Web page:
A student asked the Master: "I understand in the abstract what I must do to lead my team, but I have difficulty applying those things.  How can I learn?"

The Master replied: "As I understand your group, you require communication and clear goals, and trust and mutual respect to succeed.  Who else needs these things?"

The student hesitated, then answered: "I have heard soldiers speak of these things.  And lovers."

The Master answered: "You speak truly.  There are your models."

Tuesday, February 12, 2013

Among Savage Men

Wampus Country is home to a number of defined tribes or family groups that can fairly be called 'barbarian', in that their ways are quite foreign to the civilized man.  Below are excerpts from the recent monograph A Civilized Child's Introduction to Savagery (various authors, Cobblestone Publishing, River-Town).

When we refer to a barbarian tribe as 'civilized', we of course do not mean that they are any less potentially savage, or that they subscribe to the ways of rational men.  In this case the appellation is shorthand for recommended means of approach; to wit, a cautious man may trade and negotiate with civilized tribesmen.  This does not mean, however, that they should be taken at their word, and indeed many a merchant has spent the bulk of a transaction concerned that he should be clubbed or riddled with arrows long before he had gold in pocket.

The most genteel of the barbarians, the Cloud Rabbit tribe span the length and breadth of the plains of Wampus Country.  Some families are semi-nomadic, while others maintain villages and farms.  Cloud Rabbits may be recognized by their characteristic long hair, colorful clothing, and partial adoption of civilized fashion (bowler hats seem to be in vogue of late).  The Cloud Rabbits worship a panoply of animal spirits, and have left their mark throughout the land by carving and erecting various totem poles depicting these heavenly beasts.

At the other end of the spectrum lie the Black Eagles, a tribe of bloodthirsty warriors of fearful mien.  Their tribesmen wear their hair in plaits, file their teeth to fine points, and often scar themselves during incomprehensible rituals saluting their dubious godlings.  Should you encounter a mixed group of Black Eagles - men and women - it is likely a family in transit, and may be safe to approach for trade or directions; but if you see a group of only young males on the next ridge, best to avoid what might be a party of braves out to prove their mettle against any convenient skull.

Living on the southern shore of Shining Lake, the Red Sky people are accomplished fisher-folk; and, beyond that, they maintain exemplary relations with the Lake-born and can call upon those fish-men for aid in times of need.  This alliance has made the Red Sky people not only well-defended, but also wealthy, as merchants who cannot trade with the Lake-born instead use the Red Sky as middlemen.  The Red Sky people tend to shave the sides of their heads - males and females - and use various concoctions to spike and dye their remaining strip of hair.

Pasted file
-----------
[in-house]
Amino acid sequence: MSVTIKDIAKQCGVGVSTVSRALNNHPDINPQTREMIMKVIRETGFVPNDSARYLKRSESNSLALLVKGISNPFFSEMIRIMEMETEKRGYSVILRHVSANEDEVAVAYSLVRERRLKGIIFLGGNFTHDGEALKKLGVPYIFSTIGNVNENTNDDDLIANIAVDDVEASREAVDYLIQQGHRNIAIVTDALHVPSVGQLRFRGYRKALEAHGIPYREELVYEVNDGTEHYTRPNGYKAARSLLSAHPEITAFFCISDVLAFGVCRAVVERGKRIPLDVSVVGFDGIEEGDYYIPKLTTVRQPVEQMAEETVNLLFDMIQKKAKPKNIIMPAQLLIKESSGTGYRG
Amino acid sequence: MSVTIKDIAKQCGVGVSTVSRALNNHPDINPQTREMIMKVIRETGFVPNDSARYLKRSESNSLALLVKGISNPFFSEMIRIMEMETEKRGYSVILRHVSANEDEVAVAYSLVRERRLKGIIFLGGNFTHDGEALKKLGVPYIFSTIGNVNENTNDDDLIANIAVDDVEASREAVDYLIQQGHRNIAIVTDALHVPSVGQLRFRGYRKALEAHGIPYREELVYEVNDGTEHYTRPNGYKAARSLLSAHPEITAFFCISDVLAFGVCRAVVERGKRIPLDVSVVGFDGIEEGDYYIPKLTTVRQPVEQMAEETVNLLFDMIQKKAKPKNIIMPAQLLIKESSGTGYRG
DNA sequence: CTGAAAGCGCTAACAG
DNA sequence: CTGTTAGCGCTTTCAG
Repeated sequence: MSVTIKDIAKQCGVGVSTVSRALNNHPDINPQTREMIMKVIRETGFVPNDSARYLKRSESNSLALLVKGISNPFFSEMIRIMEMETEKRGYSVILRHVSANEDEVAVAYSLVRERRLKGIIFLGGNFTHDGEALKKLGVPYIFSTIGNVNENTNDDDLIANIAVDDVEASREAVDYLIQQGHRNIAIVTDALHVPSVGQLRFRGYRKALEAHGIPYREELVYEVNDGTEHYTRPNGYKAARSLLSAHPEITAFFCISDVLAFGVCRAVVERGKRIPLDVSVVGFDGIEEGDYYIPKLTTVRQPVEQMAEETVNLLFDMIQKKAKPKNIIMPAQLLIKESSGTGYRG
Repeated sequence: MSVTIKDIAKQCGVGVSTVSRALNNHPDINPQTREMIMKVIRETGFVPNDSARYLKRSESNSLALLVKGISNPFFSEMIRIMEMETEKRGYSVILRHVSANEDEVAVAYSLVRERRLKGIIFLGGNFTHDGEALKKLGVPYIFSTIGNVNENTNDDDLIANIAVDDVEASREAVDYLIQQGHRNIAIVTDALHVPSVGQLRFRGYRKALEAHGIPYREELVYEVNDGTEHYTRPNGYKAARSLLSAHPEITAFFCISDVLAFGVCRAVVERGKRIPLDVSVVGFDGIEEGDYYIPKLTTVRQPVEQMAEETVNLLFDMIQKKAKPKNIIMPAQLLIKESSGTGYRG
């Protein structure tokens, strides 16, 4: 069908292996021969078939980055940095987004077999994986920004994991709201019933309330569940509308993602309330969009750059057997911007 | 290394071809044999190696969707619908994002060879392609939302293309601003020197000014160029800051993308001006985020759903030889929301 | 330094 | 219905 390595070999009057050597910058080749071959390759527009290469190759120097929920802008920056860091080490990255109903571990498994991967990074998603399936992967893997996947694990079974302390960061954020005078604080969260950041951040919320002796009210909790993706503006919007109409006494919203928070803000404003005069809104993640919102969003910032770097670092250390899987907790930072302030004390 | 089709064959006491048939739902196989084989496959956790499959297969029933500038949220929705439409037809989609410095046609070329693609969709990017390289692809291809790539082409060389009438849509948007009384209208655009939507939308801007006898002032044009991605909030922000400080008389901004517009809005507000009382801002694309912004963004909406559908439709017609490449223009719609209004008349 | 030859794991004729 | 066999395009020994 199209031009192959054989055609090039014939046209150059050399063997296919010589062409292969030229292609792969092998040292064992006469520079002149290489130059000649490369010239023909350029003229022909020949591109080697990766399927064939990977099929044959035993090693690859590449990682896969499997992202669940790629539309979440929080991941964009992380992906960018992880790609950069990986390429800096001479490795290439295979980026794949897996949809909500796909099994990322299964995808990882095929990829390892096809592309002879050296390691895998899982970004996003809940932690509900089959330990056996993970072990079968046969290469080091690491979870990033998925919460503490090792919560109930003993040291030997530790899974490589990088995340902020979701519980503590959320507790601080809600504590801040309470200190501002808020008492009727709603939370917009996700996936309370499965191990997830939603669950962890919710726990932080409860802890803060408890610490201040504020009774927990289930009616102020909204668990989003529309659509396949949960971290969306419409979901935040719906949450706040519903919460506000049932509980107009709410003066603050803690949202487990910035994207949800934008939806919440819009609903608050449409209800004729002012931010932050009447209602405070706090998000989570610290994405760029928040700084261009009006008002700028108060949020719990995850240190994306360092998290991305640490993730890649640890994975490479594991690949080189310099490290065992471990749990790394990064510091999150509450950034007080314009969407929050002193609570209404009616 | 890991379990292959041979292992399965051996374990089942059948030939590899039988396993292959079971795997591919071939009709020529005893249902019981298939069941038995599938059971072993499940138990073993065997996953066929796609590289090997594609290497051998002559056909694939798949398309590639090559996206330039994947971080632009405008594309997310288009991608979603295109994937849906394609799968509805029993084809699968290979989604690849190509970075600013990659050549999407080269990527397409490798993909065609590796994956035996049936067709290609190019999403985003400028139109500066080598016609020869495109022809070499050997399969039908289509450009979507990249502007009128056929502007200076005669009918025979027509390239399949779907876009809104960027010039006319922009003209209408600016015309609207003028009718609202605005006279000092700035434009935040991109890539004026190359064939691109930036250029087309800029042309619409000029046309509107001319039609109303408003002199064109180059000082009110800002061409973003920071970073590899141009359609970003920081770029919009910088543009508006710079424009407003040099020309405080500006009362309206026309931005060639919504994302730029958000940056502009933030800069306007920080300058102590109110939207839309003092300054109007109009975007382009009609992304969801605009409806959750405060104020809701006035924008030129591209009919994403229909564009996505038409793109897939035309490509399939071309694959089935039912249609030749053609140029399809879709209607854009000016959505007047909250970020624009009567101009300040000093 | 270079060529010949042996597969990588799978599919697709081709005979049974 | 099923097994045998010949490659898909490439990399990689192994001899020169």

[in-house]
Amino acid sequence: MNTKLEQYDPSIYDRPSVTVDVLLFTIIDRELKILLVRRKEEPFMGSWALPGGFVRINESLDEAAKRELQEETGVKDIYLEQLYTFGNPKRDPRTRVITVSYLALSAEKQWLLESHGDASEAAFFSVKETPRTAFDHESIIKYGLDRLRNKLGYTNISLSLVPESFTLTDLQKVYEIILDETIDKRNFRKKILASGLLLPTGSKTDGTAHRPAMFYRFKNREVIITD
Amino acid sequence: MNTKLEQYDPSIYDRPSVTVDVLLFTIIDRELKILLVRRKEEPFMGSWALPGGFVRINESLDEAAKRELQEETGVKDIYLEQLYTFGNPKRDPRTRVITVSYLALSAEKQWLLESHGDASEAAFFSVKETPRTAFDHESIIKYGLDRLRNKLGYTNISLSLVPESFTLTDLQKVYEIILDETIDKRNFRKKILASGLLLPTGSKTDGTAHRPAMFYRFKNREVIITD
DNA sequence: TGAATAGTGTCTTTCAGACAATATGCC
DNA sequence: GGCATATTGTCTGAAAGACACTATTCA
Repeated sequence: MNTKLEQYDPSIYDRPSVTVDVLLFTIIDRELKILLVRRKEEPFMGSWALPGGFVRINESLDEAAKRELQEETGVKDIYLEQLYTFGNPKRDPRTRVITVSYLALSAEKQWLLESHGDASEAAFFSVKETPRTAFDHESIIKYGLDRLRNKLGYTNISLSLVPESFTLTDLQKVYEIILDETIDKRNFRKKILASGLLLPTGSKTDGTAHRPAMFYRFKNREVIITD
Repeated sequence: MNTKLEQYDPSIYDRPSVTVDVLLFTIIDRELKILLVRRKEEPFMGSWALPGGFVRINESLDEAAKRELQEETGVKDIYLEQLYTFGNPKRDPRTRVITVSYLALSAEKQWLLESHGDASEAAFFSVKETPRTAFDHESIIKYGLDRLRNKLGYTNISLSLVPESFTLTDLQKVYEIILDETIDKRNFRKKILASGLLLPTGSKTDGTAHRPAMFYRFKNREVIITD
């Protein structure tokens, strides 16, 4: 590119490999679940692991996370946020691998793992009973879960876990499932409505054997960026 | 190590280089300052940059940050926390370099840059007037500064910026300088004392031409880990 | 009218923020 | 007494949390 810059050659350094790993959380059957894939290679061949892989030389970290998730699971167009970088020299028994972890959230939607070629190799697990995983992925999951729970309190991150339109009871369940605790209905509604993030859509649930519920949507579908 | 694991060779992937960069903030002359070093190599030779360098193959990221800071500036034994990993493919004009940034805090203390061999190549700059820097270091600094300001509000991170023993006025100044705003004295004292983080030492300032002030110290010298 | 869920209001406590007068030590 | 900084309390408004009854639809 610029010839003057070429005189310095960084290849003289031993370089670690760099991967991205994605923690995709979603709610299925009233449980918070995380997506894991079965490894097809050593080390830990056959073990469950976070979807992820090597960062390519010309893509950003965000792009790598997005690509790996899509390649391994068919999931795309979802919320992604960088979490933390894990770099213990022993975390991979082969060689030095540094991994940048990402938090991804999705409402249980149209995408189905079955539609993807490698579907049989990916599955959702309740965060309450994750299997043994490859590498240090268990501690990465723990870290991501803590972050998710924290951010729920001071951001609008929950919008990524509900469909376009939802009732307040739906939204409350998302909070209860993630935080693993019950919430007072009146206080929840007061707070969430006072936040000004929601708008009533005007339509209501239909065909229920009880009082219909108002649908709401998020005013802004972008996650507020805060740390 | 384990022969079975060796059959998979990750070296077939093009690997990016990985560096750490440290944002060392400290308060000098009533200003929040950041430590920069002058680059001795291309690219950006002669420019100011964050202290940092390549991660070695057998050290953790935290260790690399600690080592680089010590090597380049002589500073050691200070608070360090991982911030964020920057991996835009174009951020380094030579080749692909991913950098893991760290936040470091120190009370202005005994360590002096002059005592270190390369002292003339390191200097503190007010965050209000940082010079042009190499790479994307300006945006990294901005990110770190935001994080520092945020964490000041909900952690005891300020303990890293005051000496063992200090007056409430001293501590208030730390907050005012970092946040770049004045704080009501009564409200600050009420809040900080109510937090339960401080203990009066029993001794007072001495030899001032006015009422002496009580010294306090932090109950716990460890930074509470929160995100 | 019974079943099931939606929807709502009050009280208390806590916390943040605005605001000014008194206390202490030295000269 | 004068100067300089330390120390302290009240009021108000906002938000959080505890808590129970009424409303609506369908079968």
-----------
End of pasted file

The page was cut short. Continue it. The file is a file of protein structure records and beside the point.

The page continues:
To the north, the Ghost Horse people roam the steppes from the piney woods all the way to the glaciers.  They are accomplished riders, and cover both their own skin and that of their mounts with a bright white woad-like substance apparently made from clay.  Few merchants have had dealings with them, for the Ghost Horse will have no truck with civilized men who are known to deal with the Freeholders, who are their rivals.

Although they can be seen in northern towns, doing business and making merry, have no doubt that the Freeholders are a savage people.  Commonly bearded, with their fair hair braided and entwined with feathers, the Freeholders traditionally make their way by farming, hunting, and raiding those who settle too near their self-proclaimed boundaries.  And though they be drunken barbarians, do the Freeholders not, in their own way, embody the spirit of the frontier?  Freeholders worship a trio of sky-gods, and believe that their ancestors came from the heavens, and shall one day return thence.

Not every tribe once known still exists...

At the northern edge of Snollygoster Swamp, the Yellowscale tribe cloaked themselves in alligator-skins and attacked supply lines during Grandpa's War.  Although they were known merely to be opportunists rather than allied with the enemy, a punitive expedition was sent forth, and the Yellowscales were driven into the swamp and killed to a man.

The quick-sprinting cheetah is very nearly an extinct species in Wampus Country, but we know they were once numerous enough to be worshipped by the putative 'Cheetah People', whose middens and artifacts we have found on the plains.  Dr. Hornapple suggests they may have been conquered by, or folded into, the Cloud Rabbit tribe, but the Cloud Rabbits themselves have no tale which reflects this.

Some barbarians should never be approached - their savagery knows no bounds.

Reports of a beetle-worshiping tribe to the east have not been well substantiated, but reportedly they wear horned headdresses and paint themselves green and purple.

During the tumult of Grandpa's War, three barbarian tribes allied themselves with the Great Desert Lich, and so live in ignominy - if they still live.  Different sources name the tribes variously, although one group was definitely the Rattlesnake People; all three peoples are suspected of worshiping fell powers long before the Lich got hold of them.

A steppe-raider of the Ghost Horse People.

Black Eagle warriors in their finery.

Representatives of a merchant consortium come to parley with Cloud Rabbits.
A large Cloud Rabbit settlement.
A mercenary company tangles with angry savages.
During the Long Drought some years back, barbarians of the plains hunted giraffe to near-extinction.
Courageous Red Sky hunters attempt to secure a lake hippo to barbecue for a religious ceremony.